In doctrine, consensus on the purpose of UN peace operations does not exist in the twenty-first century. This has led to an inconsistent use of the different concepts of peacekeeping, which causes confusion. The lack of a clear purpose of peace operations inhibits academics and other writers to fully describe the rationale of actions and the changing role of the UN in global politics in this regard. A study of peacekeeping activities to explain their development and rationale is problematic due to their political nature. This method would be even less useful for complex missions, where elements of peacekeeping and peace building are combined.
But recently, with the changing nature of conflicts and the surge of intra-state confrontations, the functions of peacekeeping operations have become much more complex and comprehensive, encompassing conflict prevention, peacemaking, post conflict peace-building and assistance to the activities of international tribunals in bringing war criminals to justice. “Peacekeeping” is a term that imparts virtually no information about what type of operation is taking place. An average person cannot readily imagine what the term peacekeeping connotes. Commonly, the term implies an operation short of armed conflict. However, in the real sense it does not necessarily mean that the operation excludes armed conflict, as many peacekeepers have discovered.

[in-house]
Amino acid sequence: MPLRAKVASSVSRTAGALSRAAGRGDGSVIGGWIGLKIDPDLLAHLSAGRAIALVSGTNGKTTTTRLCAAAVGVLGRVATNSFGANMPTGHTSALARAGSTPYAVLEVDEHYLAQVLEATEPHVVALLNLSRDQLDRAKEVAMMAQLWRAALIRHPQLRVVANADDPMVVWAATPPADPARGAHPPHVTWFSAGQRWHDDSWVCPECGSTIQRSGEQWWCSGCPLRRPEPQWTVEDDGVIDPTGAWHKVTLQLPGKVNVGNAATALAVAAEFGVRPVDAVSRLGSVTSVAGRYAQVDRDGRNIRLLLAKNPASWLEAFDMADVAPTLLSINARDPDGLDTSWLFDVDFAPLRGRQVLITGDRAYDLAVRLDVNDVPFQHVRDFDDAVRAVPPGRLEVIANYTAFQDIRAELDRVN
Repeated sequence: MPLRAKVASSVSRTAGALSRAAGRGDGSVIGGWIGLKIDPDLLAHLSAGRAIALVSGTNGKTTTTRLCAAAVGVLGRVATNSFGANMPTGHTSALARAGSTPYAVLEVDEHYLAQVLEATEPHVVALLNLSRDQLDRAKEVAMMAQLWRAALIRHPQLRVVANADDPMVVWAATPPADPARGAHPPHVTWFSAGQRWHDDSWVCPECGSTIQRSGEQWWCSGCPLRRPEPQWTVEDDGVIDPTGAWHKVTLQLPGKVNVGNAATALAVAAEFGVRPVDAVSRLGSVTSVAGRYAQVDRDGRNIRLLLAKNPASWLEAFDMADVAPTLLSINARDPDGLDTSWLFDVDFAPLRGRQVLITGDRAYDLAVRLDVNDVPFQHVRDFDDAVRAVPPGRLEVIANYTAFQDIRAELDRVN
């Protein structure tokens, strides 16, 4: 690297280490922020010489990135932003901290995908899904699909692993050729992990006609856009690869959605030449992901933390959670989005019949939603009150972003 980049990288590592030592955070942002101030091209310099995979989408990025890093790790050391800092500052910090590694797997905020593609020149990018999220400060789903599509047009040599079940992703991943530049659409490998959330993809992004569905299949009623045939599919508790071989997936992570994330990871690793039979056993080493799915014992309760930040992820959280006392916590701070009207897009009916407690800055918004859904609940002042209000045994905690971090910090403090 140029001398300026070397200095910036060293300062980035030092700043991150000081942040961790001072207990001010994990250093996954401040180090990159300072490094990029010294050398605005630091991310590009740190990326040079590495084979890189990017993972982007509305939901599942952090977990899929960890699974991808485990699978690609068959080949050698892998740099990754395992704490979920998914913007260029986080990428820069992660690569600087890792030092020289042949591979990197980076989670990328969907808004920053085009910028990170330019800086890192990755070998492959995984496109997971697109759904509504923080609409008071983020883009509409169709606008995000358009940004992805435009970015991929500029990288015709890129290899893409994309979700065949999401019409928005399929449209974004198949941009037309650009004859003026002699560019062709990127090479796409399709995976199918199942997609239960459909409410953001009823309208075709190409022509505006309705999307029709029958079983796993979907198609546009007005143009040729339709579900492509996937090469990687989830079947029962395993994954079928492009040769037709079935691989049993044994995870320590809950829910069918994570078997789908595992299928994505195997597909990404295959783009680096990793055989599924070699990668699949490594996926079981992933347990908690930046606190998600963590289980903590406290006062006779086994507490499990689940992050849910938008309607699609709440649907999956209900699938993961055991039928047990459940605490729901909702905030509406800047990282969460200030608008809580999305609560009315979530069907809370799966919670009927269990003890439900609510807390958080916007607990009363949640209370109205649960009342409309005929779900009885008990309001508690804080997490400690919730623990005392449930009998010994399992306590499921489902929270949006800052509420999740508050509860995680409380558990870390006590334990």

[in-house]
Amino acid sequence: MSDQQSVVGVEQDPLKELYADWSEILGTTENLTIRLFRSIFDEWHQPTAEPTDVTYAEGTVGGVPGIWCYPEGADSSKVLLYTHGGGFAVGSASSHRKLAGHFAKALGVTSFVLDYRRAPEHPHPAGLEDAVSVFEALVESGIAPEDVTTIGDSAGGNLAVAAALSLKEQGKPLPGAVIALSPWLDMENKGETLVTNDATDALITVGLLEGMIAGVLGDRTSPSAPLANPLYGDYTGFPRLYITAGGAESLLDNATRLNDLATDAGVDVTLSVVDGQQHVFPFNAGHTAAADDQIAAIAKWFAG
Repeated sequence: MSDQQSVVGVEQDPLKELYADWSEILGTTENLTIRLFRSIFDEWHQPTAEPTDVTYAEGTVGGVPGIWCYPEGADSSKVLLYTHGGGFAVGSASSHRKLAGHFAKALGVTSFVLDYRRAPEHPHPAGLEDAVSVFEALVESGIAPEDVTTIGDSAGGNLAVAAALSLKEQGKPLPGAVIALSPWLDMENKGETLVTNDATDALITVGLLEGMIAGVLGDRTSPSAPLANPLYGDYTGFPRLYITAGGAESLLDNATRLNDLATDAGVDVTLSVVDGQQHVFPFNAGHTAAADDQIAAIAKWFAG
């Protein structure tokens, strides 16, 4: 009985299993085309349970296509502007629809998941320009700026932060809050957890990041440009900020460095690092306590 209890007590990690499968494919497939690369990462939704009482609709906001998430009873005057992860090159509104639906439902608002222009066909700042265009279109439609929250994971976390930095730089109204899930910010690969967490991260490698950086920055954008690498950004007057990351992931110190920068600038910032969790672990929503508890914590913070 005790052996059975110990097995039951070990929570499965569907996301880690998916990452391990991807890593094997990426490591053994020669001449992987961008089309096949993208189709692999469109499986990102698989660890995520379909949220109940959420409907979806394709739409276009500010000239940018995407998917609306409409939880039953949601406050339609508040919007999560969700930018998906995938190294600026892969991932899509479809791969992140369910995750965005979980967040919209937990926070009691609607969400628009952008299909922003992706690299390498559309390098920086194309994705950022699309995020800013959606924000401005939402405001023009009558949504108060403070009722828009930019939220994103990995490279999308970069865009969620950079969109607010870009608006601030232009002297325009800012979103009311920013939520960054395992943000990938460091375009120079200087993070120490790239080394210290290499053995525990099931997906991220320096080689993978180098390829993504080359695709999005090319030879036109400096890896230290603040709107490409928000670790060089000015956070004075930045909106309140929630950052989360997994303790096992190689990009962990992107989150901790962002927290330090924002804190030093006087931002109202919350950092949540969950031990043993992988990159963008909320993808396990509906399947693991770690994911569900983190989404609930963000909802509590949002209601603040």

For instance, UN peacekeepers need the consent of all parties in order to intervene, which requires a lot of time (Mouat), and in most situations, there is no time and immediate intervention is required. The overwhelming duties of UN peacekeepers and their restrictive orders make it really difficult for UN peacekeepers to establish peace in time, and, thus, there are often a lot of casualties. On top of that, the purpose of peacekeeping, which is to keep peace, often cannot attain justice. In most of the UN peacekeeping operations there is no peace to keep, and the making of peace is required. For instance, in the Rwandan genocide, the country was extremely chaotic and there was already no peace, and since the UN peacekeepers’ orders were just to keep the peace and not restore it; about 800 000 people in Rwanda
It is difficult to pinpoint the exact cause of those failures, it is possible that they were caused by insufficient monitoring of the disarmament process. However, disarming the warring parties is a direct and effective way of stopping the hostilities and eventually leading to a stable and permanent peace agreement. For the disarmament to be effective it should be preceded by an agreement between the factions so that the least amount of resistance possible is encountered. It is also of utmost importance for the process to be monitored by an impartial party, which would most probably be the UN or the AU. This would ensure that both